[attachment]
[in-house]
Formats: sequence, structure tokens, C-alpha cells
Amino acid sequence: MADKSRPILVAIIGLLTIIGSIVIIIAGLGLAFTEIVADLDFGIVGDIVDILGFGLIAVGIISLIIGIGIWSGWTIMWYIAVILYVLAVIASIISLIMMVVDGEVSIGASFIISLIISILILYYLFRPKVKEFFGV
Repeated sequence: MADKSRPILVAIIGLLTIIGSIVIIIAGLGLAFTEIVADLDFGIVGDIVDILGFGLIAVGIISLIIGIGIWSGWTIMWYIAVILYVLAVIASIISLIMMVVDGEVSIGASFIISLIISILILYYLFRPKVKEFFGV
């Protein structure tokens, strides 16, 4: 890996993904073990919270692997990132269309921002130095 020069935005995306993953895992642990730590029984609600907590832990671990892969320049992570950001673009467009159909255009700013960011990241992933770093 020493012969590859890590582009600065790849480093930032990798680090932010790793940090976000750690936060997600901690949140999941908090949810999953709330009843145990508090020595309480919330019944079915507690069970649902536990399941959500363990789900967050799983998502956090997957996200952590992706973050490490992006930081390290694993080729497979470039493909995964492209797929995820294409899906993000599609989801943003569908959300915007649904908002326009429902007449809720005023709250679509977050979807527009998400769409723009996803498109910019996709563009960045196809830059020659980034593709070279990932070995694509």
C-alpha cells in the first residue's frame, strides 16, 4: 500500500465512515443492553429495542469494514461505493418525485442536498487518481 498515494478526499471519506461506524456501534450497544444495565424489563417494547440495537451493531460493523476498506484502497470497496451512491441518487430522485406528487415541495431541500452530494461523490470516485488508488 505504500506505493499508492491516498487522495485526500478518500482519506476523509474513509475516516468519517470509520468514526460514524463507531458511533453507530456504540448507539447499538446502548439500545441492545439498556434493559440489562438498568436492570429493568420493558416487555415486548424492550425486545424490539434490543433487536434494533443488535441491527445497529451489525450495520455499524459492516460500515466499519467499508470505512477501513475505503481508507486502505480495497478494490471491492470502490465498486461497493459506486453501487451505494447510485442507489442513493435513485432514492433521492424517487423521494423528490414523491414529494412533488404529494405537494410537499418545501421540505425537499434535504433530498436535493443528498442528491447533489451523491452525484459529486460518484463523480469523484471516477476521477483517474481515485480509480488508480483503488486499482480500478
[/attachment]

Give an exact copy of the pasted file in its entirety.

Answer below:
[in-house]
Formats: sequence, structure tokens, C-alpha cells
Amino acid sequence: MADKSRPILVAIIGLLTIIGSIVIIIAGLGLAFTEIVADLDFGIVGDIVDILGFGLIAVGIISLIIGIGIWSGWTIMWYIAVILYVLAVIASIISLIMMVVDGEVSIGASFIISLIISILILYYLFRPKVKEFFGV
Repeated sequence: MADKSRPILVAIIGLLTIIGSIVIIIAGLGLAFTEIVADLDFGIVGDIVDILGFGLIAVGIISLIIGIGIWSGWTIMWYIAVILYVLAVIASIISLIMMVVDGEVSIGASFIISLIISILILYYLFRPKVKEFFGV
């Protein structure tokens, strides 16, 4: 890996993904073990919270692997990132269309921002130095 020069935005995306993953895992642990730590029984609600907590832990671990892969320049992570950001673009467009159909255009700013960011990241992933770093 020493012969590859890590582009600065790849480093930032990798680090932010790793940090976000750690936060997600901690949140999941908090949810999953709330009843145990508090020595309480919330019944079915507690069970649902536990399941959500363990789900967050799983998502956090997957996200952590992706973050490490992006930081390290694993080729497979470039493909995964492209797929995820294409899906993000599609989801943003569908959300915007649904908002326009429902007449809720005023709250679509977050979807527009998400769409723009996803498109910019996709563009960045196809830059020659980034593709070279990932070995694509």
C-alpha cells in the first residue's frame, strides 16, 4: 500500500465512515443492553429495542469494514461505493418525485442536498487518481 498515494478526499471519506461506524456501534450497544444495565424489563417494547440495537451493531460493523476498506484502497470497496451512491441518487430522485406528487415541495431541500452530494461523490470516485488508488 505504500506505493499508492491516498487522495485526500478518500482519506476523509474513509475516516468519517470509520468514526460514524463507531458511533453507530456504540448507539447499538446502548439500545441492545439498556434493559440489562438498568436492570429493568420493558416487555415486548424492550425486545424490539434490543433487536434494533443488535441491527445497529451489525450495520455499524459492516460500515466499519467499508470505512477501513475505503481508507486502505480495497478494490471491492470502490465498486461497493459506486453501487451505494447510485442507489442513493435513485432514492433521492424517487423521494423528490414523491414529494412533488404529494405537494410537499418545501421540505425537499434535504433530498436535493443528498442528491447533489451523491452525484459529486460518484463523480469523484471516477476521477483517474481515485480509480488508480483503488486499482480500478